In 1951, to indicate the disastrous consequences of virtue blindly asserted without awareness of personal sin and weakness, Greene makes the naïve Pyle knowingly complicit in a horrific crime: the terror bombing of a square filled with innocent civilians in the center of Saigon.

    Later on, American errors in Vietnam would be characterized more by sins of omission by the intentionally blind and willfully ignorant, and all-too-knowing sins of commission by people who harbored no illusions about the decency of their own methods.

    People like Edward Lansdale.

    Thankfully, Sherry’s book lays to rest the canard, repeated in Stanley Karnow’s Vietnam and countless other works—and promoted by Landsdale himself–that Edward Lansdale was the model for Alden Pyle.

    Lansdale was the antithesis of Pyle: an egomaniacal blowhard, grandstander, and loose cannon whose eccentricity bordered on the pathological.

    He famously put one over on Graham Greene, conspiring with director Joseph Manckiewicz to shoot the first version of The Quiet American, in 1959, in direct contradiction to the book and Greene’s intentions. When the movie appeared, Alden Pyle—played by Audie Murphy—was the hero; and Greene’s alter-ego—the jaded English journalist Fowler—is the dangerous naïf who precipitates the carnage in the square.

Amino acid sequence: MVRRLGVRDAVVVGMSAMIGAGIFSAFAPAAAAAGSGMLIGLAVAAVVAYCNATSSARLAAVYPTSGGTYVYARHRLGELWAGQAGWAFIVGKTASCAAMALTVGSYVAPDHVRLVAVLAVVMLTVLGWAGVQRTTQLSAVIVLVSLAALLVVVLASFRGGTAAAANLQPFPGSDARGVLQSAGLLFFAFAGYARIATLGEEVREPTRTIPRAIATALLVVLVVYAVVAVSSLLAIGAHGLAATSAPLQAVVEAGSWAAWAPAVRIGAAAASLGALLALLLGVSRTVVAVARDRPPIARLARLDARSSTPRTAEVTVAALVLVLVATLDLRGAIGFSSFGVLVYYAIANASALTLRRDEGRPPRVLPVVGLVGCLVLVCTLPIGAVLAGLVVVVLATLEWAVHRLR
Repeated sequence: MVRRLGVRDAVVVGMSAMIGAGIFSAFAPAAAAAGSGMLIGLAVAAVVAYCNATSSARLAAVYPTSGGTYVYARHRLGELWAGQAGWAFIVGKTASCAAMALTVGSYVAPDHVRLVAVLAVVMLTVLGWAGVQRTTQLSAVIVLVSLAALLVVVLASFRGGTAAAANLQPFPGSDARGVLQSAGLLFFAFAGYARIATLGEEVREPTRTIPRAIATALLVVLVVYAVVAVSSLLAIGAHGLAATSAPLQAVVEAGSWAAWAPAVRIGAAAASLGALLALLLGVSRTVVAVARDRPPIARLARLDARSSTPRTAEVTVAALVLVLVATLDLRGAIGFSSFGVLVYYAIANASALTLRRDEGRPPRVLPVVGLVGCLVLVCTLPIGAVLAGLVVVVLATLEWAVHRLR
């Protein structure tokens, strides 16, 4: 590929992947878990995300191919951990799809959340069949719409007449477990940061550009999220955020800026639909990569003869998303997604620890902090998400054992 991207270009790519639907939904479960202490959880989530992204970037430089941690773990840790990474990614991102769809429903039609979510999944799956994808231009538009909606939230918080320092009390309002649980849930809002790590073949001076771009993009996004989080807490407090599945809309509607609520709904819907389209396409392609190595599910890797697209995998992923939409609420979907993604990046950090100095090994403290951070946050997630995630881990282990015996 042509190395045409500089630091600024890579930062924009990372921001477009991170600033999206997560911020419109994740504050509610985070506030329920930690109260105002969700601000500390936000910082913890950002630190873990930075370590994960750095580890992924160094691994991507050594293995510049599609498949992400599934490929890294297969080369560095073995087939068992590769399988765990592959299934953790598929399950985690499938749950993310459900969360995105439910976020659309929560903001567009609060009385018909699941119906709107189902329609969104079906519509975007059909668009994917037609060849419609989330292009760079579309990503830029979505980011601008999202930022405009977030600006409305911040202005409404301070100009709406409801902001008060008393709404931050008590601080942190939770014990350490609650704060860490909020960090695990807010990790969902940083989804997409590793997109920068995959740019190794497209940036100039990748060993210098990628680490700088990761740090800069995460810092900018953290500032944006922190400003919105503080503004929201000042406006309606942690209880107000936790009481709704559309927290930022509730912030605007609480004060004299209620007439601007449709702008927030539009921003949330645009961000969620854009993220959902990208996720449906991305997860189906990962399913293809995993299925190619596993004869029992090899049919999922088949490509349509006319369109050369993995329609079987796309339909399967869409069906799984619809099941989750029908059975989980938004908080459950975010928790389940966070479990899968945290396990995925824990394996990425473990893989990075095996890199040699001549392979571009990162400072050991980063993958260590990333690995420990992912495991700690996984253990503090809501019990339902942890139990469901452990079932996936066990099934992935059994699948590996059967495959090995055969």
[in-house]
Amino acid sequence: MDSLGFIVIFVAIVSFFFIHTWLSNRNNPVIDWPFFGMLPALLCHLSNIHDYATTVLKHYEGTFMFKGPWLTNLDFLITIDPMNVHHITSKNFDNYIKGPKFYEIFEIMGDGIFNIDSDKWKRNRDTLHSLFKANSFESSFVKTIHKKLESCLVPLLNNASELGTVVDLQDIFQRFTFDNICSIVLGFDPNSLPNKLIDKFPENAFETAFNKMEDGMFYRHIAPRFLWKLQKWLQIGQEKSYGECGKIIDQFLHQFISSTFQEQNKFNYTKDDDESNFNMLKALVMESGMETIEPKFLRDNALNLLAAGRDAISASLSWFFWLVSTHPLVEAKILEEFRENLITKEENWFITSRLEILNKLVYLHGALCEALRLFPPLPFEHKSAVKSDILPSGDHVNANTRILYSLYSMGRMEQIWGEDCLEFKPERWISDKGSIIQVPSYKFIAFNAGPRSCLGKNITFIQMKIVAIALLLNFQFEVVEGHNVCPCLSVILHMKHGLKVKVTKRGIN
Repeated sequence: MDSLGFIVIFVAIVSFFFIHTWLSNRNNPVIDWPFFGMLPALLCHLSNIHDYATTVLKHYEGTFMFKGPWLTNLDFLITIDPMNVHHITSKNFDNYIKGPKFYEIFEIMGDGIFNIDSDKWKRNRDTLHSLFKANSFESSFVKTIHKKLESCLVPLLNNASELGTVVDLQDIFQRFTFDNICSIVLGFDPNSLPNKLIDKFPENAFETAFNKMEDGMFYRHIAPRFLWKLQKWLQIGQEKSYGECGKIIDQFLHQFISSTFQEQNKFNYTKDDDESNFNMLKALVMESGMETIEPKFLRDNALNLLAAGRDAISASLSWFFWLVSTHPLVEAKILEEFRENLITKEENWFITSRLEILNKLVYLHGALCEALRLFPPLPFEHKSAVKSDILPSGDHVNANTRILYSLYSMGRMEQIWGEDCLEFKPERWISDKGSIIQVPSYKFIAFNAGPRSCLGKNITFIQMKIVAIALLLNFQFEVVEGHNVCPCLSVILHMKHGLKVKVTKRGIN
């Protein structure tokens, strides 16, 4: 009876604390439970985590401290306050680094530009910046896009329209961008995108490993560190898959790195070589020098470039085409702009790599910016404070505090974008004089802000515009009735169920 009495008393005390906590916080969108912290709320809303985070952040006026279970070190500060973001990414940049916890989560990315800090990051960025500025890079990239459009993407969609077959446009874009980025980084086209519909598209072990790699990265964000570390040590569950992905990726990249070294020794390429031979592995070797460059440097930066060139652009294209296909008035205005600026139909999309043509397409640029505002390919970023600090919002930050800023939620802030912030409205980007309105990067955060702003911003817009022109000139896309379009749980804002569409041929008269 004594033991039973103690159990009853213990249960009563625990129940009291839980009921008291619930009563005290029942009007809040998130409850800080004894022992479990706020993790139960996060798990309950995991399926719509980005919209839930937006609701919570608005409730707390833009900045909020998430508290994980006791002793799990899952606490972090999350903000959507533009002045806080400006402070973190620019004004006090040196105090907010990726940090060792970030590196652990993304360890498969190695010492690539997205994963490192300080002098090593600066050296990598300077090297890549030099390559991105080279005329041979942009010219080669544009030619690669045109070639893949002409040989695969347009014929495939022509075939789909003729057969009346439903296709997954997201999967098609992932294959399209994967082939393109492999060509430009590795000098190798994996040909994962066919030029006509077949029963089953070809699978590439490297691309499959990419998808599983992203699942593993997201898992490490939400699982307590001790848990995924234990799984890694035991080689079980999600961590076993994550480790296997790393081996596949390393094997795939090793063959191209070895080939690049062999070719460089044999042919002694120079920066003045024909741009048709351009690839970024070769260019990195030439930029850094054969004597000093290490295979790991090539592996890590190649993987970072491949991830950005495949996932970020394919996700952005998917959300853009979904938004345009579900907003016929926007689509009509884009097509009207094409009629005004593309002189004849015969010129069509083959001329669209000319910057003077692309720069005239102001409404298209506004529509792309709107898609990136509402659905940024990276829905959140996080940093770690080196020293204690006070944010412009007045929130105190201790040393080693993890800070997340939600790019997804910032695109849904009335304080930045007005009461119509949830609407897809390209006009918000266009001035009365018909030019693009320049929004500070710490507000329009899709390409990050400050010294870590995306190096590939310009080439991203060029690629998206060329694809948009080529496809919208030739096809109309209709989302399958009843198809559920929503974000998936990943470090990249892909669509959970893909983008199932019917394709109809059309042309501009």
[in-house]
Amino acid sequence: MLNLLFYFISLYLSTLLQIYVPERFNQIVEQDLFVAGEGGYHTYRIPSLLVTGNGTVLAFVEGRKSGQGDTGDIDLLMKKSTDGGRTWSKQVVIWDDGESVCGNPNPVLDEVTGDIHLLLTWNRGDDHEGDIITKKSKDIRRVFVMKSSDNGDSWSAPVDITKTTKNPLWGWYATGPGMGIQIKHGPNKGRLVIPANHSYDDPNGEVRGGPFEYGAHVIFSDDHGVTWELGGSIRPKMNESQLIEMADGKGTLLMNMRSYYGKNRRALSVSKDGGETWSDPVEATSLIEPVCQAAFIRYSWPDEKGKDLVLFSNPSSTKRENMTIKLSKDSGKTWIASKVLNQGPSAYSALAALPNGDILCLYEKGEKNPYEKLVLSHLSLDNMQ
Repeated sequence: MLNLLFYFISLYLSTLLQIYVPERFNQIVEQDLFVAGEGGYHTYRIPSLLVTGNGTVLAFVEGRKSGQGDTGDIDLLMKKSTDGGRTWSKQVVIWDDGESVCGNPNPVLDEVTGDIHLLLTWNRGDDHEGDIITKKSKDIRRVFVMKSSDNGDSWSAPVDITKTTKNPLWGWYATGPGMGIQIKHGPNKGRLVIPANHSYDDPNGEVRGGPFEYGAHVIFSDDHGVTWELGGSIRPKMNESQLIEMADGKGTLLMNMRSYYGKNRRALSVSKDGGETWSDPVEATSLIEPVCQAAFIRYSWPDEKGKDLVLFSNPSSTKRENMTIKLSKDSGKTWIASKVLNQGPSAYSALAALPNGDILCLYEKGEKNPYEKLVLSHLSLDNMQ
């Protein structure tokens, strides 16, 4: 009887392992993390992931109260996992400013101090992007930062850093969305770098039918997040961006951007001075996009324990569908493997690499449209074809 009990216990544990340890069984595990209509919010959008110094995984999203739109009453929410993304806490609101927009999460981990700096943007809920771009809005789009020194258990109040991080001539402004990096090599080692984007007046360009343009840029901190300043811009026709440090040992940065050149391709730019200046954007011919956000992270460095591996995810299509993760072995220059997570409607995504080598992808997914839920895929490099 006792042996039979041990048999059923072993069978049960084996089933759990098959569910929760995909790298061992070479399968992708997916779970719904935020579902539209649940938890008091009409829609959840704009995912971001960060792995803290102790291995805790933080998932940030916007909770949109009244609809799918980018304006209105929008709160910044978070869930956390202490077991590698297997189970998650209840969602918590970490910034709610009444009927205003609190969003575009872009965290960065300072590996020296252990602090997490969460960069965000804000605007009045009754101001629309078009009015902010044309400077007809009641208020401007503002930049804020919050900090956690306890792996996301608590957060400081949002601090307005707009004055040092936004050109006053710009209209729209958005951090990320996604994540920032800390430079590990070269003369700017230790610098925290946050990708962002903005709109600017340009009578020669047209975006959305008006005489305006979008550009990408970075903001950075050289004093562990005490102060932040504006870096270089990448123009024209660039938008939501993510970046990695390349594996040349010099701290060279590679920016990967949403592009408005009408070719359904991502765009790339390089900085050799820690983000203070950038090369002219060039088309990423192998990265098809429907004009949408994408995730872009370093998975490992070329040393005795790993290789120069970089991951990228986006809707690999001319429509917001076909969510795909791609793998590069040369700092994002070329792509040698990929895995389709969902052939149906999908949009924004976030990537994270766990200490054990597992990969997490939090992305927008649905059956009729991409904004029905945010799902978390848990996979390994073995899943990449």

In explaining why his version would prevail, Lansdale wrote to Manckiewicz:

    ” [no] more than one or two Vietnamese now alive know the real truth of the matter, and they certainly aren’t going to tell it to anyone.”

    Landsdale did not officially enter the Vietnam arena until 1954, when he appeared as Diem’s minder. Greene wrote his book in 1952.

    But that doesn’t mean that Lansdale’s shadow isn’t over the events in rue Catinat.

    Before Lansdale gained notoriety as John Kennedy’s go-to guy for spectacular failures, first in Vietnam and then Operation Mongoose—the increasingly harebrained strategies for destabilizing Cuba and assassinating Castro that attracted the attention of the Church Committee–he presided over one of the greatest successes in post-world war II US foreign policy—the crushing of the Philippine insurrection.

    He did it in alliance with an energetic, talented, and compliant military office, Ramon Magsaysay.

    Tactics included enlarging and upgrading the army, limiting abuses against the population by state military forces, aggressive irregular counterinsurgency operations, lots of psyops, and some land reform. Also highly trained hunter-killer squads and unreliable paramilitaries.